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A Case of Evil also features Vincent D’Onofrio curiously cast as a flamboyant, gangland version of Professor Moriarty, sporting a red velvet top hat and an electric blue waistcoat – easily more robber baron than the academic villain with whom most readers are familiar. His portrayal is described in equal turns by Alan Barnes as “all thuggish Bill Sikes swagger” (167) and by David Stuart Davies as “a sort of Victorian Al Capone” (186). There even seems to be prescient elements of Johnny Depp’s version of the iconic Mad Hatter in the recent adaptation of Alice in Wonderland in the odd rhythms and tones of Moriarty’s speech patterns. Whatever the label or definition, there is something about D’Onofrio’s portrayal of the canonical villain that begs to acknowledge a cleverness that simply is not present. As Moriarty asks the imprisoned Holmes to help him name his new drug, he adds that the name should be “something…heroic.” The quip is followed by a long pause in which the audience is practically audible in its sarcastic reply: “That’s a very smart joke. Look at you and your smart joke.”
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A young Sherlock Holmes should be different from the man readers know in the canon. If the Great Detective was the same at ages eight and eighteen, as he was at ages twenty-eight and thirty-eight, then there would be no mystery, and nothing to learn. But the Sherlock Holmes presented to the audience in 2002’s Sherlock: A Case of Evil is so far removed from the man that readers know that it is incredibly difficult to reconcile them. David Stuart Davies, as referenced at the beginning of the post, mentions a scene in which Holmes burns his old press clippings – symbolic of his leaving his old arrogance behind. Rather perhaps it is symbolic of starting fresh, as there is no sign of the Great Detective as readers know him to be found, and then only option is to burn it all and start anew.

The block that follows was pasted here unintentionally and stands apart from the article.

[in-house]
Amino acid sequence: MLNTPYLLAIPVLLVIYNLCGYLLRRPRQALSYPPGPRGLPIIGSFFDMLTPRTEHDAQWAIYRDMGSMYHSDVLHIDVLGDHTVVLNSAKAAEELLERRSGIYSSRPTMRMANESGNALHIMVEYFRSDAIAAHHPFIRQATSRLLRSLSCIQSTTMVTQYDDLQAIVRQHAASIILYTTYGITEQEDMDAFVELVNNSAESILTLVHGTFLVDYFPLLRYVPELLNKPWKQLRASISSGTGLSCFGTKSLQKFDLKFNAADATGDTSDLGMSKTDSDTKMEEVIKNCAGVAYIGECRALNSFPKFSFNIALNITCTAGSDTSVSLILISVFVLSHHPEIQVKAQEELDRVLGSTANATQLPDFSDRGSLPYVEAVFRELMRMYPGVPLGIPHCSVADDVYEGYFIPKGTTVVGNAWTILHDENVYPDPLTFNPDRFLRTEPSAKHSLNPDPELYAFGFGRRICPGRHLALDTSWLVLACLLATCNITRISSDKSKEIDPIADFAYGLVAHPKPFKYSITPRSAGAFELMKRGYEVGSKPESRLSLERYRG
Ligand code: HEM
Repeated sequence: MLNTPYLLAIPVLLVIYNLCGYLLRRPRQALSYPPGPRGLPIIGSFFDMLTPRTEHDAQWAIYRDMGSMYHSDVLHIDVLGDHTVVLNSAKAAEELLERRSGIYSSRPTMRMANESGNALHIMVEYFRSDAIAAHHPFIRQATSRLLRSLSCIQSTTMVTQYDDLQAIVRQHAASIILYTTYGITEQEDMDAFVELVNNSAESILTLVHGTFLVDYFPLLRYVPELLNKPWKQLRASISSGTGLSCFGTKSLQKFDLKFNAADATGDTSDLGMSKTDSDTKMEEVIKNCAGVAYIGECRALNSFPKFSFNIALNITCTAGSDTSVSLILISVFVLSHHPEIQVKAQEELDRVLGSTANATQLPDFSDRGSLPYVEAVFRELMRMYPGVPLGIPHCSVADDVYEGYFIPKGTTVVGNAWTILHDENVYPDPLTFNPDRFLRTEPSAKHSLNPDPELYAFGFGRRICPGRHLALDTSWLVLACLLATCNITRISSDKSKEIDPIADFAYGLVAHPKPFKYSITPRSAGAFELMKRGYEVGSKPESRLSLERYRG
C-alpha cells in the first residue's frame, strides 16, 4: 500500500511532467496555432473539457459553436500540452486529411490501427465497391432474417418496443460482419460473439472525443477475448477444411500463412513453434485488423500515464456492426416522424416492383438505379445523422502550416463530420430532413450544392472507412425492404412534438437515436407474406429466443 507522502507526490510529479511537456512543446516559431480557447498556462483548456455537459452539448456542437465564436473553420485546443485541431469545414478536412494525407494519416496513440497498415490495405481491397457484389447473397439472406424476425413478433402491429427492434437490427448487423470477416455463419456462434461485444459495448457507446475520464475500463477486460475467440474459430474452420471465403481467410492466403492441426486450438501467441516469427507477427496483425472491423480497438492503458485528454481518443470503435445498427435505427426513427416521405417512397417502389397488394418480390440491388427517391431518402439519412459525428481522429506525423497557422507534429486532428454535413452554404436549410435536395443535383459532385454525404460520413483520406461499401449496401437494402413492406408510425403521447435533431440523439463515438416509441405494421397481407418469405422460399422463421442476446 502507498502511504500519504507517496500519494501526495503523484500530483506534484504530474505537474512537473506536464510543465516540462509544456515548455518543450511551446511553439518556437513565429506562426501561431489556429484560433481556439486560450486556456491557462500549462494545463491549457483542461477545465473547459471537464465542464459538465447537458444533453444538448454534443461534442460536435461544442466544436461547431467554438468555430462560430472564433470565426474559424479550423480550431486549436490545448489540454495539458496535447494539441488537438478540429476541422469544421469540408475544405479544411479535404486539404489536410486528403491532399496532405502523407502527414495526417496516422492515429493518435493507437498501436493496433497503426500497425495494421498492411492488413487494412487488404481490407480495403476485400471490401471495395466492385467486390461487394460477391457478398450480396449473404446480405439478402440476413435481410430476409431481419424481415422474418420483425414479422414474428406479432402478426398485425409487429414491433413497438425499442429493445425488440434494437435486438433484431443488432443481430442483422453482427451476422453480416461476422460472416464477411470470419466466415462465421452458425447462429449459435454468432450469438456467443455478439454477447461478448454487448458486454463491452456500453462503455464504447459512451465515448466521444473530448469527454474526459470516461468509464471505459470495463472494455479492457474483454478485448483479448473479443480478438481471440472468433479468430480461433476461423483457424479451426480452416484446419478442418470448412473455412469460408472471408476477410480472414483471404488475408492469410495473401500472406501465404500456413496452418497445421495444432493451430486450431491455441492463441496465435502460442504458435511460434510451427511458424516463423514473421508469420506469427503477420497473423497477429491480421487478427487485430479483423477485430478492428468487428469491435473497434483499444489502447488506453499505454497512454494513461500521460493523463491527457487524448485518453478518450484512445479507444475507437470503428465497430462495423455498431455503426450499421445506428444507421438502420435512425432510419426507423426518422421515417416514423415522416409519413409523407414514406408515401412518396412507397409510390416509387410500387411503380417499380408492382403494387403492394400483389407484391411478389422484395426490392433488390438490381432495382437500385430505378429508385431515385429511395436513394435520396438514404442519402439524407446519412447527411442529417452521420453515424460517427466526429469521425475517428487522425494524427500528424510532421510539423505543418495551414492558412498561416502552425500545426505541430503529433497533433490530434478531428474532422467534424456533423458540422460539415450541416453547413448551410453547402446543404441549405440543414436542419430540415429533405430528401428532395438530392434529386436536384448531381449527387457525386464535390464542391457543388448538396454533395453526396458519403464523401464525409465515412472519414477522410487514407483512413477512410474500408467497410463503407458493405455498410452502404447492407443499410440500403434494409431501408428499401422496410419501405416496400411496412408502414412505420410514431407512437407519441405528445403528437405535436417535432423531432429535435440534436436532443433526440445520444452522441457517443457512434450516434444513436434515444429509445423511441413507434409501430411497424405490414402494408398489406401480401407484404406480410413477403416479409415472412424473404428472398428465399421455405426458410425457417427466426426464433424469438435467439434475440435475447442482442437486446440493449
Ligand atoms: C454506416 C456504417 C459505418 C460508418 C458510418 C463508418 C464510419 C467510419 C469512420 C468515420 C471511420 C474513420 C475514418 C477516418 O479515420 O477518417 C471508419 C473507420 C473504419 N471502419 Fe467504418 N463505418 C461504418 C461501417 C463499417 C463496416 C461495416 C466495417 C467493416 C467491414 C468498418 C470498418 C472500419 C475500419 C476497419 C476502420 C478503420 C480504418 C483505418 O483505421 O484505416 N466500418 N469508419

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  1. Always a pleasure to meet a Sherlockian :)

    Nice review of the movie. I need to check this one out.


  2. As a lifelong Sherlockian, an Avid Mentalist & Consultant this was absolutely the worst rendition I've seen. As I sit here I can here Vincent's voice in the background. While he is a wonderful detective in Criminal Intent, His Moriarty is more like Dr. Claw. Wonderful article! Always a pleasure.
    -Joe Riggs

  3. @Joe Riggs: Your Dr. Claw analogy for Vincent D'Onofrio's Moriarty is very apt! There is definitely something cartoonish about his performance. Thank you so much for reading!

  4. For me Moriarty is most effective the less we see of him (this is Doyle's presentation). The closest parallel I know is Edward Hyde. Hence, you are absolutely right about D'Onofrio who is too reminiscent of flashy comic book villains. Great post as usual!